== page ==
Time is running out for disease. The Biobanking and Biomolecular Resources Research Infrastructure (BBMRI) has a pan-European scope that could lead to significant scientific breakthroughs – and according to BBMRI coordinator Dr Kurt Zatloukal the organisation will be operational by the beginning of 2012.
"We are advanced in preparing for European Research Infrastructure Consortium (ERIC) statute," he says. "All BBMRI member states have committed to the funding and strategy for ERIC, which was set by consensus. We've decided on where our headquarters will be, but we won't announce that until we submit our ERIC application, which will be towards the end of summer.
"The application should take nine to 12 months to go through, which means that BBMRI should be established by autumn 2011. We then have to implement the governance structure, appoint a director general, employ staff and set up the structure. I think we'll be operational by the beginning of 2012, maybe slightly earlier if things go really well."
ERIC: a new model for research
BBMRI's ten to 12 founding member states will provide between ten and 30 biobanks each, and it is expected that a network of approximately 200 biobanks will exist across Europe. Although this will mean BBMRI is integrating the largest collection of samples and data in the world, Zatloukal is keen to focus on the organisation's other strengths, one of which is ERIC.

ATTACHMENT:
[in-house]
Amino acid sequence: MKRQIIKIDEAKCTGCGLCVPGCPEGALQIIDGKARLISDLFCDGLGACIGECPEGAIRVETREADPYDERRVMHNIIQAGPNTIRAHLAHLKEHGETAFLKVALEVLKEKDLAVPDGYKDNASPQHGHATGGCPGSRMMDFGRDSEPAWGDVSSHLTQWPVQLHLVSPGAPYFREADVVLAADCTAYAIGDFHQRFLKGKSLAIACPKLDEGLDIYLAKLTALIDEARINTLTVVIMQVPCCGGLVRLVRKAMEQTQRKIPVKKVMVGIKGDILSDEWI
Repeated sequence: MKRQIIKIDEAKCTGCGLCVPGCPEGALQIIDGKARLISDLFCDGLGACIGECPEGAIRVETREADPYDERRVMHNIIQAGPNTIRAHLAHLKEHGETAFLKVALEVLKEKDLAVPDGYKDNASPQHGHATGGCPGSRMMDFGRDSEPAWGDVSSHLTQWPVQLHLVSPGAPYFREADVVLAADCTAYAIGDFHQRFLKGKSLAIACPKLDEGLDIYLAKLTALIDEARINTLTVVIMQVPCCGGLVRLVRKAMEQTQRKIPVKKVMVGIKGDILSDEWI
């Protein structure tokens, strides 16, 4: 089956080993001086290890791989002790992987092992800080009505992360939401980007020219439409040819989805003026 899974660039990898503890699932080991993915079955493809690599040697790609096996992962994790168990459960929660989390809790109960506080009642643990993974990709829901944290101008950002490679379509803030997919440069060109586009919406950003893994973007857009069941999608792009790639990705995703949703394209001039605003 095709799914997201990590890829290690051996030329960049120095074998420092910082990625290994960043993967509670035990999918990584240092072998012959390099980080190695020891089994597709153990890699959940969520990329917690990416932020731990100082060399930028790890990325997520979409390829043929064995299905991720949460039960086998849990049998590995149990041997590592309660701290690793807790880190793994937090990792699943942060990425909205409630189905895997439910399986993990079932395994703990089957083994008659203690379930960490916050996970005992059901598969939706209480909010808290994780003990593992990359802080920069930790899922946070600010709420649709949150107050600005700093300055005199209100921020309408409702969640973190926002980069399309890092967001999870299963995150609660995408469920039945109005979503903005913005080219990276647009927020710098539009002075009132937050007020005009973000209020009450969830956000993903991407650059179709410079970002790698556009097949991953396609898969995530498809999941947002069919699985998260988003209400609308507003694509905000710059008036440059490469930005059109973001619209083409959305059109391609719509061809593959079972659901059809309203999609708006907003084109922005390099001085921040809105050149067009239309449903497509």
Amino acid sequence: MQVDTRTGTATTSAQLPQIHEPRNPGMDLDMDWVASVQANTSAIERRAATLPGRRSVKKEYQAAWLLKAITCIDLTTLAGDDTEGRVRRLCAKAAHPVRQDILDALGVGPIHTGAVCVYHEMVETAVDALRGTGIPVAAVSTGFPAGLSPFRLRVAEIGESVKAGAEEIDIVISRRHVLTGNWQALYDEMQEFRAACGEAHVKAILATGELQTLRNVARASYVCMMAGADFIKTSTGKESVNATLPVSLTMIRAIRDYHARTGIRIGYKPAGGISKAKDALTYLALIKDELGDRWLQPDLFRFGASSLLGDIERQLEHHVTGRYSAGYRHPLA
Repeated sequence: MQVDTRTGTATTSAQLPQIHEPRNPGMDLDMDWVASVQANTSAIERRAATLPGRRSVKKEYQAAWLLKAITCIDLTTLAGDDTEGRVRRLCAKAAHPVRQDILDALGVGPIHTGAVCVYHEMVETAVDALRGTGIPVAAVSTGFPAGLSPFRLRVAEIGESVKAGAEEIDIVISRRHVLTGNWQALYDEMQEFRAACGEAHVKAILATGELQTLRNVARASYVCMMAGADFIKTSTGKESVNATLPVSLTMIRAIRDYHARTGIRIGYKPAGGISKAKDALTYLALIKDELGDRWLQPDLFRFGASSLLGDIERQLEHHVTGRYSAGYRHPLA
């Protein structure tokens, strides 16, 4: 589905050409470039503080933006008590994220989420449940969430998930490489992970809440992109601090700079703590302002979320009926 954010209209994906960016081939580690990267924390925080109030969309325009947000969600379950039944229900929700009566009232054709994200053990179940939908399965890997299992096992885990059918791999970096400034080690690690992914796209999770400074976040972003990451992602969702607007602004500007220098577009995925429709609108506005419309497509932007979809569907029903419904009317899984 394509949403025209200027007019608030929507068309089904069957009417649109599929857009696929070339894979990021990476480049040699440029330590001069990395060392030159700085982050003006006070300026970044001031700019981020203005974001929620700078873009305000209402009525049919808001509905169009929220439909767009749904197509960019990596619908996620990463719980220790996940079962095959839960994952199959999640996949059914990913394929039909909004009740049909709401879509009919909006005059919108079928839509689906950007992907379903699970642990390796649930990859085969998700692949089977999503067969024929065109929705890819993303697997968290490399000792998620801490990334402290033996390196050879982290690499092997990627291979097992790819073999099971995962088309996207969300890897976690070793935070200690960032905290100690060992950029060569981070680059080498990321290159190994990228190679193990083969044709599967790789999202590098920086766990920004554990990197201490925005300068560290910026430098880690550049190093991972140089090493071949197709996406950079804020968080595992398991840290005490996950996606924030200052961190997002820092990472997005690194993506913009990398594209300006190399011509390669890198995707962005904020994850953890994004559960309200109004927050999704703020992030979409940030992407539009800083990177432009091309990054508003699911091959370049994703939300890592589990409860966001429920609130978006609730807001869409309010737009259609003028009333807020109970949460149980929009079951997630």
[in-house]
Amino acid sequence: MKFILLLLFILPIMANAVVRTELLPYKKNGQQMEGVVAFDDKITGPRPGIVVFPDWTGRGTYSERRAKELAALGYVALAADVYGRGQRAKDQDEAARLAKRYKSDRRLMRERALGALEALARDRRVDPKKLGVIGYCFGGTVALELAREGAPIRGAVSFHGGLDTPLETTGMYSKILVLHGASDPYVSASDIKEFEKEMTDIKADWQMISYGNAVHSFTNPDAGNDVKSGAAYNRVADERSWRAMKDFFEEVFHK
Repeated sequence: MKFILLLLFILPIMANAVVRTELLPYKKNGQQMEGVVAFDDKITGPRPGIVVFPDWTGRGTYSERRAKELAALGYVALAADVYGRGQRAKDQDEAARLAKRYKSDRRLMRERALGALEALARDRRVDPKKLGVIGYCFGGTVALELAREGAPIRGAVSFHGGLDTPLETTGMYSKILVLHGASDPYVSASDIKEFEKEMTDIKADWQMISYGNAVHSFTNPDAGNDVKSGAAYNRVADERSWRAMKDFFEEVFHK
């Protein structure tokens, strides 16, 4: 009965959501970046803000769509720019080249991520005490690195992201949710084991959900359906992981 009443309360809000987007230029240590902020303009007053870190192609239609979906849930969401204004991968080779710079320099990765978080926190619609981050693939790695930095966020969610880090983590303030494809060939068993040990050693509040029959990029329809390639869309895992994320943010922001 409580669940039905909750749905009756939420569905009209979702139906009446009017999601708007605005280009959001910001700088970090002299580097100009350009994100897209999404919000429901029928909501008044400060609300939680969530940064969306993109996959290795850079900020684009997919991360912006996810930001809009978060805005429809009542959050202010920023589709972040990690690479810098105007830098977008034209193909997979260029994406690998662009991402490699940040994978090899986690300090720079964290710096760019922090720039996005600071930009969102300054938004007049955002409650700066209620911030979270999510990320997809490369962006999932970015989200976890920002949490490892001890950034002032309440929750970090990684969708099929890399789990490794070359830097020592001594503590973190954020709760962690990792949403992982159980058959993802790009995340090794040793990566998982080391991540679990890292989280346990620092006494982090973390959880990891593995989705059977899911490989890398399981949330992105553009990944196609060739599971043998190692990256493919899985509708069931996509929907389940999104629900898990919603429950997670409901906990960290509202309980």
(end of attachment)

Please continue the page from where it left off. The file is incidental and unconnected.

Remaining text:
"We will be one of the first organisations to be granted ERIC status," he says. "This will give us a number of advantages, the main one being that we can operate under one set of legislation in different member states. That means there will be clearly defined responsibilities, quality standards and common procedures whatever country we're in.
"ERIC status also means we're exempt from paying VAT, which is important as some member states might be reluctant to contribute in areas where others would benefit from VAT. This paves the way for joint contributions from all members."
Biobanks are redundant without patients, but the early signs are that BBMRI will be well supported in that department. Patient organisations from across Europe attended a stakeholder meeting in Brussels in June 2010 to have their say in how BBMRI should develop.
"It is important for us to know what patients need in order to feel protected," says Zatloukal. "The patient organisations made some recommendations that are in line with our goals. It was a very positive meeting and it is clear there is a lot of altruism there. The patient organisations want to work with us and establish a fruitful partnership, which is one of the strengths of BBMRI. They've had a real input in helping to design how BBMRI should work."
BBMRI hopes to eradicate two of the greatest problems associated with medical research – industry access to patients and data wastage – through the creation of expert centres around Europe.
to eradicate two of the greatest problems
of medical research – industry access to patients and data wastage."
"Although industry would be willing to pay for access to samples, human biobank samples cannot be sold as it is not compliant with legal requirements," says Zatloukal. "Doctors and patients would find it unacceptable but the alternative, providing public resources for free to industry, is also unacceptable to many in the academic world.